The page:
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Reporting the Apocalypse
Karachi, population about 14 million (because of the prevailing anarchy, no census has been taken since 1980), is the port city in southern Pakistan through which most of the country's foreign trade must transit. In March 1995 I met a young employee at a local magazine there who had been assigned the task of combing through back issues of Pakistan's dailies and adding up the deaths by violence reported. Covering Karachi (briefly on the world's front pages at the time, following the deaths of two American diplomats) had become a matter of toting up figures, doing a body count.
Like our world at large, Karachi is a victim of its history; the complexity of its present plight aptly reflects all the past crises and migrations that have contributed to it. One can ask what Karachi would be like today if any of several recent Pakistani governments had been more attentive to its obvious problems; or if the Mohajir Qaumi Movement had thrown up a leader less demagogic and unprincipled than Altaf Hussain; or if refugees from the 1971 Bangladesh war and the long-festering Afghan war had not swollen the city out of all proportion; or above all, if the wrenching Partition of 1947 had never happened. But such questions are excruciatingly rhetorical.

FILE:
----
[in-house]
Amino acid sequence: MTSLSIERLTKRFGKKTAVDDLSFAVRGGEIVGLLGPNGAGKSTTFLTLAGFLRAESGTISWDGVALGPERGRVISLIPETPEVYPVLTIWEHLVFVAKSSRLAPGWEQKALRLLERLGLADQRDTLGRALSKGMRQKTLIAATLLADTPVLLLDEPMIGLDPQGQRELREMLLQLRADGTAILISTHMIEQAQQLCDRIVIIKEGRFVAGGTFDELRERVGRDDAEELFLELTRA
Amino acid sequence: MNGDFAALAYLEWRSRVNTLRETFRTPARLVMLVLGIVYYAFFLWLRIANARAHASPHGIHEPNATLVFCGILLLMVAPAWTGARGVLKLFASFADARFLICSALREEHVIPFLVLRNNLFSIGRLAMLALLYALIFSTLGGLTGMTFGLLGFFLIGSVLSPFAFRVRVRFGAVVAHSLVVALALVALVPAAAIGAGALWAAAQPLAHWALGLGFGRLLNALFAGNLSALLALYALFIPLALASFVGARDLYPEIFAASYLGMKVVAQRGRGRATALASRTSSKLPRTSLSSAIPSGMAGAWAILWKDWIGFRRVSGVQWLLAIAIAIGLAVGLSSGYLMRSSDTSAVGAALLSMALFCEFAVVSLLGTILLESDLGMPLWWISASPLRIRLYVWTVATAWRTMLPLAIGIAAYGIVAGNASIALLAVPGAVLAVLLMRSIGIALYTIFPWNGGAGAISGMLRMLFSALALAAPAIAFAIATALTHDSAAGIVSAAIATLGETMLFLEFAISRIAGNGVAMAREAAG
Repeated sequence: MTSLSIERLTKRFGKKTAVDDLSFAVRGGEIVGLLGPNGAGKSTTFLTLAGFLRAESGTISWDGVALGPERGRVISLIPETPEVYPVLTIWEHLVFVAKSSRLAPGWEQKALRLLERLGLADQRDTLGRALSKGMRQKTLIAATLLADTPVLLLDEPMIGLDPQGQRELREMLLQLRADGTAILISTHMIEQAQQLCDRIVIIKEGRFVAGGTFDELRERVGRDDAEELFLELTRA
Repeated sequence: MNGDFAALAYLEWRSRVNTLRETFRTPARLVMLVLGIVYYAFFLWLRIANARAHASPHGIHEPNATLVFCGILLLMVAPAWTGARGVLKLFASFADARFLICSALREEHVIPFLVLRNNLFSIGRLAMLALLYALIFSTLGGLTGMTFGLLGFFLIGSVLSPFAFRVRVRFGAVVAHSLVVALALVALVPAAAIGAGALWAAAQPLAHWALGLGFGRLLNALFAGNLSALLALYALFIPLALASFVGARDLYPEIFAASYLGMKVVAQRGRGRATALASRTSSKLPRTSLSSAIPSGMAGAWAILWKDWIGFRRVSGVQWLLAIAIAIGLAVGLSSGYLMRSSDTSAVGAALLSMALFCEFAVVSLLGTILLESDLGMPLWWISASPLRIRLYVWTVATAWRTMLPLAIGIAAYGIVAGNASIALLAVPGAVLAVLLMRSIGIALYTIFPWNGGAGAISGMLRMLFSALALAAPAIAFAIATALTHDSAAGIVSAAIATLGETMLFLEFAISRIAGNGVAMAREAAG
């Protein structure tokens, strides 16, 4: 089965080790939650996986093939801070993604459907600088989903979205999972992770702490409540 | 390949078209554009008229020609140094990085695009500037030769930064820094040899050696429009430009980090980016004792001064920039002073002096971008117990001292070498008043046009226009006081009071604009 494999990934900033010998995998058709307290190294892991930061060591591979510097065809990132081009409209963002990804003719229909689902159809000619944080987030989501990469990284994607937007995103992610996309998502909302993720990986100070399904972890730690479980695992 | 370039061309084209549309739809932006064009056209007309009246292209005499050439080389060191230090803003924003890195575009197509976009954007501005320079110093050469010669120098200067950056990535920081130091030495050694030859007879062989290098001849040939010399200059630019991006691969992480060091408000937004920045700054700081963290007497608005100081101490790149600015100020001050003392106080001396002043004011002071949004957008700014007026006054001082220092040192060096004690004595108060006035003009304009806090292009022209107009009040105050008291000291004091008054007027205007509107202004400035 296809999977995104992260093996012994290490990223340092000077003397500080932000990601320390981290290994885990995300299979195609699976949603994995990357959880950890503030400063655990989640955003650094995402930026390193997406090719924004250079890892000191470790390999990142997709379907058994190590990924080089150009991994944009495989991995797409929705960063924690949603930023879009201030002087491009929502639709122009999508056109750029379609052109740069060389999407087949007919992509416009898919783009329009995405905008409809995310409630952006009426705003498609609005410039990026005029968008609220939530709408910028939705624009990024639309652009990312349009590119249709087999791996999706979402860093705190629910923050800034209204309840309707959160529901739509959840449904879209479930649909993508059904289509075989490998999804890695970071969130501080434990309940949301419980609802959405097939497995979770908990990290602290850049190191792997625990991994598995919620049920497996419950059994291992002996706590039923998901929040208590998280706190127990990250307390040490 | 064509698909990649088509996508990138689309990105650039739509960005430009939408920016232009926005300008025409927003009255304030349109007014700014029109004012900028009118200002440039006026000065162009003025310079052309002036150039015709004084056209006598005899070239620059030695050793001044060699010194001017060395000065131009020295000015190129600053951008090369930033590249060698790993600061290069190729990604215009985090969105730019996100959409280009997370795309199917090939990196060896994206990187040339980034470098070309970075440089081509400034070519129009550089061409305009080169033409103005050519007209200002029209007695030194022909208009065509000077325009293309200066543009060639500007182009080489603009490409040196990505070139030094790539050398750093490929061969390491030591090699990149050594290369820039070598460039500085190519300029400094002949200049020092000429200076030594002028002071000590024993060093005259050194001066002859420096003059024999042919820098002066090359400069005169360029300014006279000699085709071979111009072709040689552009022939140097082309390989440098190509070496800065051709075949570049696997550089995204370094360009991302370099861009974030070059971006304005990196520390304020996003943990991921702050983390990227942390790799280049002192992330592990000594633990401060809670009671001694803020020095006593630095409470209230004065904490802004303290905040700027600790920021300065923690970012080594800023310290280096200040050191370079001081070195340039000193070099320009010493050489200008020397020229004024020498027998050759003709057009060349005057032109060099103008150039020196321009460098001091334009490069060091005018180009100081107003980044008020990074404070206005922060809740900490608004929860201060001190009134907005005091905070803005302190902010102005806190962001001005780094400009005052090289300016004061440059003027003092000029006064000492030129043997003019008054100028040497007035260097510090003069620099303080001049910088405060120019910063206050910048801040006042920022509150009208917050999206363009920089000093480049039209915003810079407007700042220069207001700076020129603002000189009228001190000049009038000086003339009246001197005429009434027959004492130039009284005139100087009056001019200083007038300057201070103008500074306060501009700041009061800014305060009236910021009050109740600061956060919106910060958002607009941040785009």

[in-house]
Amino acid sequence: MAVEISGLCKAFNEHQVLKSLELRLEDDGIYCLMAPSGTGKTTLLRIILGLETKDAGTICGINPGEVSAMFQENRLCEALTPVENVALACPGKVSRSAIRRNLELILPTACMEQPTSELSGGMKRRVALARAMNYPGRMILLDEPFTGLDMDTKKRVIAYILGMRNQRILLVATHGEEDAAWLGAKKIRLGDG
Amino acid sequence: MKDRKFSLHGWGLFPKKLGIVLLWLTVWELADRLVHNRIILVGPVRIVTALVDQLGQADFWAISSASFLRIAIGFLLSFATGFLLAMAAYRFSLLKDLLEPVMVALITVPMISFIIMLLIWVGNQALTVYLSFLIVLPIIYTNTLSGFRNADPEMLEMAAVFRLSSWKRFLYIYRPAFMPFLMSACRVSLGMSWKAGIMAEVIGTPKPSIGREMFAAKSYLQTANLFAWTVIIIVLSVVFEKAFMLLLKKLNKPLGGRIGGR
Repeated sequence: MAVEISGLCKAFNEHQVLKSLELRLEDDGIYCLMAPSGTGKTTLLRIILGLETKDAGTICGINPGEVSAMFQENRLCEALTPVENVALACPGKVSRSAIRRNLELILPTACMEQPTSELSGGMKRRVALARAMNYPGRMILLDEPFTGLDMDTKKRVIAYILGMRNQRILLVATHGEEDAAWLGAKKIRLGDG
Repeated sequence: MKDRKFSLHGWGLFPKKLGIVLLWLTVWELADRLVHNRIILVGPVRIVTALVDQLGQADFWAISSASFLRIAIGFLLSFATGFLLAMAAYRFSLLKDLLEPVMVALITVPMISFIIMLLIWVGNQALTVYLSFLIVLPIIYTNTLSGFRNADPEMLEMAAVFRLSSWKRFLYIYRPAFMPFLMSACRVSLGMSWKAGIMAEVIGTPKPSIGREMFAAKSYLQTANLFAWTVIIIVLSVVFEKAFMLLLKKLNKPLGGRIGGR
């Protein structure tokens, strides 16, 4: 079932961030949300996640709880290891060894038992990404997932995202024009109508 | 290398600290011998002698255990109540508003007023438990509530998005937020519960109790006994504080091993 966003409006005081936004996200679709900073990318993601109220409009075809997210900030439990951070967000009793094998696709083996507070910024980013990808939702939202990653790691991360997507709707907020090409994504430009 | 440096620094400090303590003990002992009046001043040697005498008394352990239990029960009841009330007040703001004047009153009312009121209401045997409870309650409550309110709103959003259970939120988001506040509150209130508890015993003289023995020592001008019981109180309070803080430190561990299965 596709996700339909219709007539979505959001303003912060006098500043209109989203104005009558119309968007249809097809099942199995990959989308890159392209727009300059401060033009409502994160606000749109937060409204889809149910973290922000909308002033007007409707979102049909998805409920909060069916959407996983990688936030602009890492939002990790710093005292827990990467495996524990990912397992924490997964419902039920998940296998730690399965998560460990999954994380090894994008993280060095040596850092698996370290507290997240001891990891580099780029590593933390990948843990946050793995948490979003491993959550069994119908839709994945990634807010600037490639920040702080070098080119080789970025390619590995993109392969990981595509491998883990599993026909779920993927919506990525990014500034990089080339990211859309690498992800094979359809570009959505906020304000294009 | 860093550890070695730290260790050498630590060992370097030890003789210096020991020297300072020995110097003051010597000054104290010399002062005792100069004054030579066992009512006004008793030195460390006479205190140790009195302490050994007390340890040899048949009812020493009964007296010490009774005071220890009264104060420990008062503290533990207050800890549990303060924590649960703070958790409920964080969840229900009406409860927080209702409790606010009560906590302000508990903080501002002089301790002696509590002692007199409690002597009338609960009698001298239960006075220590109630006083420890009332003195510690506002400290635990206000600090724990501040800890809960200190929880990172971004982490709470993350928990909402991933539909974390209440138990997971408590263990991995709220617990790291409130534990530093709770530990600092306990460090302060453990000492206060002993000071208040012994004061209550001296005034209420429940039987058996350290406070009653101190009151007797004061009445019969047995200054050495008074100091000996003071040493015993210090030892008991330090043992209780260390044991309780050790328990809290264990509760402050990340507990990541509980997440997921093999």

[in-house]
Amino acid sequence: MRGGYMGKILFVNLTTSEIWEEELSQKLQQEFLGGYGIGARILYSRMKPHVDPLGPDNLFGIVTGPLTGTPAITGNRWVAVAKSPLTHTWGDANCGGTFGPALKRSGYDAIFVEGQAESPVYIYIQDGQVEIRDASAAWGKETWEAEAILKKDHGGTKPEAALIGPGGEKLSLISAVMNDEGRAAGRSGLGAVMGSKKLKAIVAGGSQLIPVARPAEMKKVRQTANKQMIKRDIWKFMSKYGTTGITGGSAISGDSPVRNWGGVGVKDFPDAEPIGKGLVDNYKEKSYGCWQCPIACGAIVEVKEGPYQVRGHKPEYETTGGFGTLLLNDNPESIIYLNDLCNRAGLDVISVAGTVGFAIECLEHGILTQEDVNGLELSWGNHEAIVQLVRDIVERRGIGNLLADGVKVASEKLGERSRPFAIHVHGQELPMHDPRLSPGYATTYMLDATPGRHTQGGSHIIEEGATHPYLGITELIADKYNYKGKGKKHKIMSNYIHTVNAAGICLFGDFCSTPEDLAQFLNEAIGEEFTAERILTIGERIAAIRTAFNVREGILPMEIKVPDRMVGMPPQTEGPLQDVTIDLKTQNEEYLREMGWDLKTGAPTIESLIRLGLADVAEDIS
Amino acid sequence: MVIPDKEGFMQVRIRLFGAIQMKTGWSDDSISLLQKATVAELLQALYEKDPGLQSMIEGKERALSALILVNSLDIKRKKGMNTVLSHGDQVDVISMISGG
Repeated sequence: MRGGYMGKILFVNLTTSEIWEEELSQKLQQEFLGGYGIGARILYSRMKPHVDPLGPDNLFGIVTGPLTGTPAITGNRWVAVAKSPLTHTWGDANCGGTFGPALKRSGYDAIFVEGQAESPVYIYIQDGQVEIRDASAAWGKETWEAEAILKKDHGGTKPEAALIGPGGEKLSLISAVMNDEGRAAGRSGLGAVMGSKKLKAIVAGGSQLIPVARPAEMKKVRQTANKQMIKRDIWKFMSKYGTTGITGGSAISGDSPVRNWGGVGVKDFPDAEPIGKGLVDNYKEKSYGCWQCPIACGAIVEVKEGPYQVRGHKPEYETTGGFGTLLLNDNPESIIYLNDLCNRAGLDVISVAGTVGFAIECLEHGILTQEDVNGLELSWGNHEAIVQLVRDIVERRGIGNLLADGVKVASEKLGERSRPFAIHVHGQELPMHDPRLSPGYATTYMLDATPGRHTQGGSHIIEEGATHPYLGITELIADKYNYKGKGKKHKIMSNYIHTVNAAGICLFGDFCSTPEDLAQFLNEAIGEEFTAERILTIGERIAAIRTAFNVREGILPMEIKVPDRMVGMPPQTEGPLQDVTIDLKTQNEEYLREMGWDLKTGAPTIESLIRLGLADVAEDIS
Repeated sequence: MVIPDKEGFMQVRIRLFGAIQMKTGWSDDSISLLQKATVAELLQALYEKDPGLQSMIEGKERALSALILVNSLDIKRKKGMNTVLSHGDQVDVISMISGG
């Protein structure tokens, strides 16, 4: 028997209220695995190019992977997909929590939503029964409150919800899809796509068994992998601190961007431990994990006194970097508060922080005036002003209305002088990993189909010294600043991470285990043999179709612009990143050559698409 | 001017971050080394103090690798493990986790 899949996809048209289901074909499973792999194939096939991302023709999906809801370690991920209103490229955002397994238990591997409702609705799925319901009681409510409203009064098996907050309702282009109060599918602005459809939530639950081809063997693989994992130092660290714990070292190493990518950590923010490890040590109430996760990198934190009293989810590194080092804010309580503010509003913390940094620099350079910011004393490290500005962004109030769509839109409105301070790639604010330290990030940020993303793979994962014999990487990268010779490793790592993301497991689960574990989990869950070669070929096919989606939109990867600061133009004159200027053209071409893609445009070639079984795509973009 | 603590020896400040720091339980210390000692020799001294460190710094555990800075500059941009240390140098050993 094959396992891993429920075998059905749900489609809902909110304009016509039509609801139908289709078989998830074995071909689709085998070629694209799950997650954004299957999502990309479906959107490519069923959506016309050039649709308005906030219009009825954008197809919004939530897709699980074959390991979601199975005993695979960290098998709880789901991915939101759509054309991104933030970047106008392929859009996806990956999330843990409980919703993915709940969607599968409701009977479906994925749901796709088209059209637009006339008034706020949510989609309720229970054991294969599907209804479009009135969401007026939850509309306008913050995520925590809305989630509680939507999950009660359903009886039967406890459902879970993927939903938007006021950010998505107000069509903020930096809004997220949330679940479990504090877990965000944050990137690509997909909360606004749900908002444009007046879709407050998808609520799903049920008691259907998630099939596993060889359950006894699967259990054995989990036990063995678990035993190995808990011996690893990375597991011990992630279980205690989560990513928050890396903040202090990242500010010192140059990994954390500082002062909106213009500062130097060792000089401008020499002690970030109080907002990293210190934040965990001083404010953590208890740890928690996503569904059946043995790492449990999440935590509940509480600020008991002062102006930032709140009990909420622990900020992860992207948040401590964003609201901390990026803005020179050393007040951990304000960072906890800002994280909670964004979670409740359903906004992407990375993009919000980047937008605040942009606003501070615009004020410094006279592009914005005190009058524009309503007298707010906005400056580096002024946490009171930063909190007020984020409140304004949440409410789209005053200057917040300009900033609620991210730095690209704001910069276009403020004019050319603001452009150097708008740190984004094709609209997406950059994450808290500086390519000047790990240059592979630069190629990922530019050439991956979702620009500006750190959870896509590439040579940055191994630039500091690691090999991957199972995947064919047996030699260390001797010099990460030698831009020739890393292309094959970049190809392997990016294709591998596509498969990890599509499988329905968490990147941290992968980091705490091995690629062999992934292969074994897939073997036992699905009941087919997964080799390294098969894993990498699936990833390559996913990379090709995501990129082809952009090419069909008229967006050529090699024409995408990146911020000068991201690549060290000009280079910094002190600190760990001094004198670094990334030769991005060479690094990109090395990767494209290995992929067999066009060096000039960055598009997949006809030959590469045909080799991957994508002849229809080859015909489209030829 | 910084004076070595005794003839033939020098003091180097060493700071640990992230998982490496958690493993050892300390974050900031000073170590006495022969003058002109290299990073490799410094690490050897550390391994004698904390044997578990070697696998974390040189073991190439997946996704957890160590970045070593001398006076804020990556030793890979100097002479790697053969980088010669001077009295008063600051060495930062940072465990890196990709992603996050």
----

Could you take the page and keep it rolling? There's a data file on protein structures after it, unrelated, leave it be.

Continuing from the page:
Karachi gets about as much coverage in the Western press as does, say, Liberia, which is in the news as I write. By the time you read this, doubtless the American attention span will be glancing at one or another "new" crisis elsewhere. But that will not mean things have improved or been settled in Liberia. As Robert Kaplan told an interviewer in 1993: "The hard-news media does not cover the world; it covers the foreign extensions of America's domestic obsessions." Liberia, it so happens, comes up very early in The Ends of the Earth. "I tell you, it's a tribal war," a local man says to Kaplan. "There are no ideas, no politics, just tribe." Shades of Bosnia, of course, and of Karachi.
The Ends of the Earth is less a "travel book" than a guided ...